Labour leader Phil Goff is saying everything but the word 'compulsory' when asked about the party's pending savings policy, although he is giving strong hints that is the direction Labour will go down as it battles to be in a position to form a government after the November 26 general election.
Asked by media on Monday how Labour's savings policy was coming along, Goff pointed to both a compulsory savings scheme devised by former Labour Prime Minister Norman Kirk, but thrown out by National's Rob Muldoon in 1975, and the Australian compulsory saving scheme.
Goff has said previously that he would like to see a savings scheme in New Zealand that went further than KiwiSaver, which was universally available but not universally taken up by those in the workforce.
“I’d like to see the situation where you had a universal savings programme in New Zealand as soon as that could be achieved,” Goff told media at his weekly Monday afternoon press conference.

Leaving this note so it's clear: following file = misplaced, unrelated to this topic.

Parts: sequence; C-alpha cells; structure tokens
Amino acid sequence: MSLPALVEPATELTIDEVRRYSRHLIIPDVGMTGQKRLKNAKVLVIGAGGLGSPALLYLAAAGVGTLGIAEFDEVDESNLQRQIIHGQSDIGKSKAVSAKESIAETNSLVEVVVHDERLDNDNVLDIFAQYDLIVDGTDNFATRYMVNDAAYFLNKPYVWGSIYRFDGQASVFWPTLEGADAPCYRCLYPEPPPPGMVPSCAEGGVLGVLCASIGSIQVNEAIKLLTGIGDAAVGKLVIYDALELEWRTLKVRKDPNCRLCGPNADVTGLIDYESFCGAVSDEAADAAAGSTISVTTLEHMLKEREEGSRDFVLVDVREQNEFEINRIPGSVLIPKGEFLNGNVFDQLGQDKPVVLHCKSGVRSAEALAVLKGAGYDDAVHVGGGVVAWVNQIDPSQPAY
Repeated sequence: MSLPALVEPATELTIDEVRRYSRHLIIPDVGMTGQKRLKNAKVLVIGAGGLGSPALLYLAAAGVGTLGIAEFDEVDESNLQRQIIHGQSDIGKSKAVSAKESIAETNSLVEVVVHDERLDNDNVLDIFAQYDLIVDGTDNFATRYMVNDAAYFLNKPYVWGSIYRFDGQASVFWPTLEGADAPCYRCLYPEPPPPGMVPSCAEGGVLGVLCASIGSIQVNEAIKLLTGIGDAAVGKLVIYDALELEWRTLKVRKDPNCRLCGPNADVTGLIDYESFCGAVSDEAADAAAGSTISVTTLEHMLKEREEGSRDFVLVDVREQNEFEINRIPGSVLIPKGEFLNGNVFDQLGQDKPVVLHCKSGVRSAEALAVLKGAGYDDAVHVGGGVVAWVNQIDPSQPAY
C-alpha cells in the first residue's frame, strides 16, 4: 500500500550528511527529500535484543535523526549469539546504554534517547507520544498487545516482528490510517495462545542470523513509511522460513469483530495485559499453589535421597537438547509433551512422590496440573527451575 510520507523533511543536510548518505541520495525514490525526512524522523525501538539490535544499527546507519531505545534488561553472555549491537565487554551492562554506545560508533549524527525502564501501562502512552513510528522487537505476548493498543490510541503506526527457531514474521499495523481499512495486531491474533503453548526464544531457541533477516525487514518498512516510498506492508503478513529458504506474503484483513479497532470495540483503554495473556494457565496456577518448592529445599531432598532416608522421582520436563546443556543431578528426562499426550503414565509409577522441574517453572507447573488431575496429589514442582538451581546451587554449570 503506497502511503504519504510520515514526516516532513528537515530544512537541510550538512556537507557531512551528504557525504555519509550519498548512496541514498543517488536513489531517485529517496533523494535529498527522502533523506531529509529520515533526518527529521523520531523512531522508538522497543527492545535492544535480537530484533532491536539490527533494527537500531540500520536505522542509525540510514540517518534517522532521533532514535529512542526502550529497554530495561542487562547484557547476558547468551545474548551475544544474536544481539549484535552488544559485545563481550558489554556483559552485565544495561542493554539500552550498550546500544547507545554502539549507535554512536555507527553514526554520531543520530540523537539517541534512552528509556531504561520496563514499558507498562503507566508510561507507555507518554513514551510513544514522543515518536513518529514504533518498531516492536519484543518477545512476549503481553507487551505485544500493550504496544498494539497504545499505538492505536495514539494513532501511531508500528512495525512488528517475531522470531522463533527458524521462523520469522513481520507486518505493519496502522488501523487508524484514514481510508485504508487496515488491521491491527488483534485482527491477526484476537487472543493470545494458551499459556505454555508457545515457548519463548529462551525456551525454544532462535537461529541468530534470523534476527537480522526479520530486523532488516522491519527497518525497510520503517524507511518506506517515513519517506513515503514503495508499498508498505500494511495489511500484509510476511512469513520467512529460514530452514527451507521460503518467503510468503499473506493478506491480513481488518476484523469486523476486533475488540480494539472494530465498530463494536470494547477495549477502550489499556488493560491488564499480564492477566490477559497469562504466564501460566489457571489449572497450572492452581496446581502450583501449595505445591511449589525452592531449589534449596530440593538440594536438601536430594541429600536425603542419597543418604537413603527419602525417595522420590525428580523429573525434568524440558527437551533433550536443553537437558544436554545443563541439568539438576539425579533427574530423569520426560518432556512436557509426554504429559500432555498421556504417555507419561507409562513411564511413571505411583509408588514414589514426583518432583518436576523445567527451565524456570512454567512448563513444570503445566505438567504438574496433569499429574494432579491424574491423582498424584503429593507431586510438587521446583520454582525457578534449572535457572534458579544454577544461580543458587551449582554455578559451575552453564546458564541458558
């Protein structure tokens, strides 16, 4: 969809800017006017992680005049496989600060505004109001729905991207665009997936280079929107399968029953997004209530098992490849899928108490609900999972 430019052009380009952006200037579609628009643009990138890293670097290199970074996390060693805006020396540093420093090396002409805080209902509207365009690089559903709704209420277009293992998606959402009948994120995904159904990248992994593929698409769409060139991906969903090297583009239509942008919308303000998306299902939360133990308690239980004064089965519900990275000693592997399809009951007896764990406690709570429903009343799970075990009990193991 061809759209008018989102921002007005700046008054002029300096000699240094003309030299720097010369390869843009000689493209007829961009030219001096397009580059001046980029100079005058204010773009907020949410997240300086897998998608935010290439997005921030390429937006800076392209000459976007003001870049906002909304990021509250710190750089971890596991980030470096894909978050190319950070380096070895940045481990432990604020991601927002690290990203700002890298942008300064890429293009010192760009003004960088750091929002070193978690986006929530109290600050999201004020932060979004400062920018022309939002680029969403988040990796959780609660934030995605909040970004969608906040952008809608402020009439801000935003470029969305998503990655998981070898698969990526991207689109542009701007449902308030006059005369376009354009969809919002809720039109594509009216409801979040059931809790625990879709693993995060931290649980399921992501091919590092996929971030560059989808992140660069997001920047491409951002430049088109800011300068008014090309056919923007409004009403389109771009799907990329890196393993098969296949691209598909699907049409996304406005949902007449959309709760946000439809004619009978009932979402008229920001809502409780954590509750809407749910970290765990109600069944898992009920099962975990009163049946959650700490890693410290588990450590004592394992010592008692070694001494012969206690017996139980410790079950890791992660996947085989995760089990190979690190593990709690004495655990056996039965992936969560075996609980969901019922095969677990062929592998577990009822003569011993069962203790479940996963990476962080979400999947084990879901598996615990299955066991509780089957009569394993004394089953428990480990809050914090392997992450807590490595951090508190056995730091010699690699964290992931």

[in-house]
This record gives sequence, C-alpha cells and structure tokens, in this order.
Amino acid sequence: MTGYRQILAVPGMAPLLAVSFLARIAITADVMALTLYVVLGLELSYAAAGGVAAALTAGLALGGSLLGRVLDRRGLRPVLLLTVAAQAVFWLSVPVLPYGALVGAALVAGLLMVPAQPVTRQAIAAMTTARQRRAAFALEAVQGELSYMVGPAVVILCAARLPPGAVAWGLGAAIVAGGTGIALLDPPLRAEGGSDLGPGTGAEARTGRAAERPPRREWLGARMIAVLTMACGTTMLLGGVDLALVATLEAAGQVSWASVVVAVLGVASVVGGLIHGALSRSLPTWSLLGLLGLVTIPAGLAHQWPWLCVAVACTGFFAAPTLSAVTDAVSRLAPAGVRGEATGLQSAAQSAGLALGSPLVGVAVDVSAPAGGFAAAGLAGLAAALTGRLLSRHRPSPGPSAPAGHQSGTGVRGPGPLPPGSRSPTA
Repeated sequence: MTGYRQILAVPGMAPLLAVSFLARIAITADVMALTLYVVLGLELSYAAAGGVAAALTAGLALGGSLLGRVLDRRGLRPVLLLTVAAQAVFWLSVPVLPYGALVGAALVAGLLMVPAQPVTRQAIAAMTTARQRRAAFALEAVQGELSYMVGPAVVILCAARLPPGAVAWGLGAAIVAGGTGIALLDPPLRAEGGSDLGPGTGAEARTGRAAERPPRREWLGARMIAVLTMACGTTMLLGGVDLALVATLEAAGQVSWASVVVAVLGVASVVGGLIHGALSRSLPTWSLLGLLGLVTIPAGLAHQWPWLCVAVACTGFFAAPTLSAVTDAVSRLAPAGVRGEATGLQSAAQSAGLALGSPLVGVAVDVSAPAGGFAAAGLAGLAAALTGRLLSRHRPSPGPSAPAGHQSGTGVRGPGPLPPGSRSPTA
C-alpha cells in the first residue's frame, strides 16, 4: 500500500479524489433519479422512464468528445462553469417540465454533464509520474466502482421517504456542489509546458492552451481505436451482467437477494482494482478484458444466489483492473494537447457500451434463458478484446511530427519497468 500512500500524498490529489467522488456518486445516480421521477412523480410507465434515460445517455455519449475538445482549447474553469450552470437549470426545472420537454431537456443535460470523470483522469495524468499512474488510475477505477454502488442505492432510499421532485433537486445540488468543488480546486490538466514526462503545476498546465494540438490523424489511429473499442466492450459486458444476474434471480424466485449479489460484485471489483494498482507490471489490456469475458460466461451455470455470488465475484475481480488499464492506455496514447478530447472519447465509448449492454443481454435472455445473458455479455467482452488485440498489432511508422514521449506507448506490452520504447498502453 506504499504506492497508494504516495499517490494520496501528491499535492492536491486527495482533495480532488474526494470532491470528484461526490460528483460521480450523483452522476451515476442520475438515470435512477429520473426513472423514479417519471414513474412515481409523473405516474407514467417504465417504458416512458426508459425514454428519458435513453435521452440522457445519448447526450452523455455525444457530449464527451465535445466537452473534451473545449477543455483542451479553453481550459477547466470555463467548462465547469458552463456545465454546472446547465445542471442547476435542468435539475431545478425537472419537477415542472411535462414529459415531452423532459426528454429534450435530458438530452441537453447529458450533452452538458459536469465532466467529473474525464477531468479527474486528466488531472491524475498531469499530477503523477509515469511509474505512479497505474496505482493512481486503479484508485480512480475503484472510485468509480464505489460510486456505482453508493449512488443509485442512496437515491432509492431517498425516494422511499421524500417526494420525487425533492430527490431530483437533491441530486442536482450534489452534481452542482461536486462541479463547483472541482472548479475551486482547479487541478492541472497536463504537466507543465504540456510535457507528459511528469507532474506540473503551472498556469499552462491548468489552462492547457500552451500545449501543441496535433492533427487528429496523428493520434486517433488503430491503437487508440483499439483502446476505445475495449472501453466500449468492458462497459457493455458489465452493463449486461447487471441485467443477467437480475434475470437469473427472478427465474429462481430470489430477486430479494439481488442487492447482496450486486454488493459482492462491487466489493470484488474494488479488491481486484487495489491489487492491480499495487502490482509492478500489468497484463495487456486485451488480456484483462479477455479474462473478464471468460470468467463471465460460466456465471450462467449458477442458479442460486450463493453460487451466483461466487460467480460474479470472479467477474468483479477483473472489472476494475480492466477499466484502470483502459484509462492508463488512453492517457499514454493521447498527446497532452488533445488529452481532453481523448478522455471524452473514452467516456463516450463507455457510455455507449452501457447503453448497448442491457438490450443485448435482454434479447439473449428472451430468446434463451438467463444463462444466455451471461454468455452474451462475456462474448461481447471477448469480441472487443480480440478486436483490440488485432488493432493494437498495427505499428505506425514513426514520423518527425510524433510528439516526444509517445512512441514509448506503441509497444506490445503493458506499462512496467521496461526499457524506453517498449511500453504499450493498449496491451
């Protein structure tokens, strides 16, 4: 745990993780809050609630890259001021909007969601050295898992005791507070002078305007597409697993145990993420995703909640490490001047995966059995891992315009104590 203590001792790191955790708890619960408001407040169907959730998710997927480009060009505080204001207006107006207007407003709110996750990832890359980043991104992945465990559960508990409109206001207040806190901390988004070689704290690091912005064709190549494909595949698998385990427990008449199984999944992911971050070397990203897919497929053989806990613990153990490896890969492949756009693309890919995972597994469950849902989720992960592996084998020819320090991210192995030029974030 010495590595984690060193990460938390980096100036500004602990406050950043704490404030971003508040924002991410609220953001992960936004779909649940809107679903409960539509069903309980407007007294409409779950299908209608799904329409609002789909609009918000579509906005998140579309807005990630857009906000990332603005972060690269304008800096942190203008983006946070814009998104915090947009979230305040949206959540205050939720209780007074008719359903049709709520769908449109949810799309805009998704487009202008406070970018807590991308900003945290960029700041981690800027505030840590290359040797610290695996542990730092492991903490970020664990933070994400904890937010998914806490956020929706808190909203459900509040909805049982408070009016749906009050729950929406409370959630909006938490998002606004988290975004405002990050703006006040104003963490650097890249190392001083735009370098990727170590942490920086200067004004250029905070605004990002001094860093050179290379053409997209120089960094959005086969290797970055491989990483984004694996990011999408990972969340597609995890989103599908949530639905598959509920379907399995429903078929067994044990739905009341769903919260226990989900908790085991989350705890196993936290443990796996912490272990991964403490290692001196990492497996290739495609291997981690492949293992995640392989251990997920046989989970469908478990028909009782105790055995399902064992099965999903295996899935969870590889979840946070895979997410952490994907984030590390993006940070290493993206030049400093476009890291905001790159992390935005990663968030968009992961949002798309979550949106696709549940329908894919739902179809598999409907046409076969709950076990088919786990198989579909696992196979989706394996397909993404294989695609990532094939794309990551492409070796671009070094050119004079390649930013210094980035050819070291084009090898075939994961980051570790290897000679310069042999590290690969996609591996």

Asked whether the policy would call for a compulsory savings scheme, Goff replied:
“I’m not talking about details of policy until I announce it. I just think that if the Norman Kirk scheme hadn’t have been demolished by the Muldoon administration, this country would be in a much stronger position, as Australia is because of its policy.”
“I’m not talking about our policy until we release it, but what I am saying is I think what most New Zealanders would agree [with is], the destruction of the Kirk scheme proved to be hugely damaging to New Zealand, that’s the lasting legacy of the Muldoon administration,” Goff said.
(Updates with video of Goff)